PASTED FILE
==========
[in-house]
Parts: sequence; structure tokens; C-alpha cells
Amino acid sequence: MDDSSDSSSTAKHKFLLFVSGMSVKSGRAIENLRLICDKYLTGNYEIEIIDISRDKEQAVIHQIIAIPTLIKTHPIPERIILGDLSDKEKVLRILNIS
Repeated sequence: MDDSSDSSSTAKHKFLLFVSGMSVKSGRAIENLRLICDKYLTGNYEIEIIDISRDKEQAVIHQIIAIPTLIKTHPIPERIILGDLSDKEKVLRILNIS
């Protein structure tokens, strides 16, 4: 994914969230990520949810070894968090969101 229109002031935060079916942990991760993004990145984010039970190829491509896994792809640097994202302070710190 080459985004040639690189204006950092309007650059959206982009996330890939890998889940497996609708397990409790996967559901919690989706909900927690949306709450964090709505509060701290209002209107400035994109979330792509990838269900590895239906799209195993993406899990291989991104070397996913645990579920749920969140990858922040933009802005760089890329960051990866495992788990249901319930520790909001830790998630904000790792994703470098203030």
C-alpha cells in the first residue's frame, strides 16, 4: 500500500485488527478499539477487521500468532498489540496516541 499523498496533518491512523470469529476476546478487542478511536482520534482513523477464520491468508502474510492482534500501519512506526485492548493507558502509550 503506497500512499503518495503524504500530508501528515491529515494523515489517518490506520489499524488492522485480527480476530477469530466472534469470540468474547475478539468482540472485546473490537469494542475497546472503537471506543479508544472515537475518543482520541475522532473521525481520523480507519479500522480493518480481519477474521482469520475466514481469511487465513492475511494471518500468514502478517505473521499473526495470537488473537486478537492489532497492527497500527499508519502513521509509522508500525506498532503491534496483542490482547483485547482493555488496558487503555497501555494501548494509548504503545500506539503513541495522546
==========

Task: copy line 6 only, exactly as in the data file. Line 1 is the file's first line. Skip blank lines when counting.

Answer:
C-alpha cells in the first residue's frame, strides 16, 4: 500500500485488527478499539477487521500468532498489540496516541 499523498496533518491512523470469529476476546478487542478511536482520534482513523477464520491468508502474510492482534500501519512506526485492548493507558502509550 503506497500512499503518495503524504500530508501528515491529515494523515489517518490506520489499524488492522485480527480476530477469530466472534469470540468474547475478539468482540472485546473490537469494542475497546472503537471506543479508544472515537475518543482520541475522532473521525481520523480507519479500522480493518480481519477474521482469520475466514481469511487465513492475511494471518500468514502478517505473521499473526495470537488473537486478537492489532497492527497500527499508519502513521509509522508500525506498532503491534496483542490482547483485547482493555488496558487503555497501555494501548494509548504503545500506539503513541495522546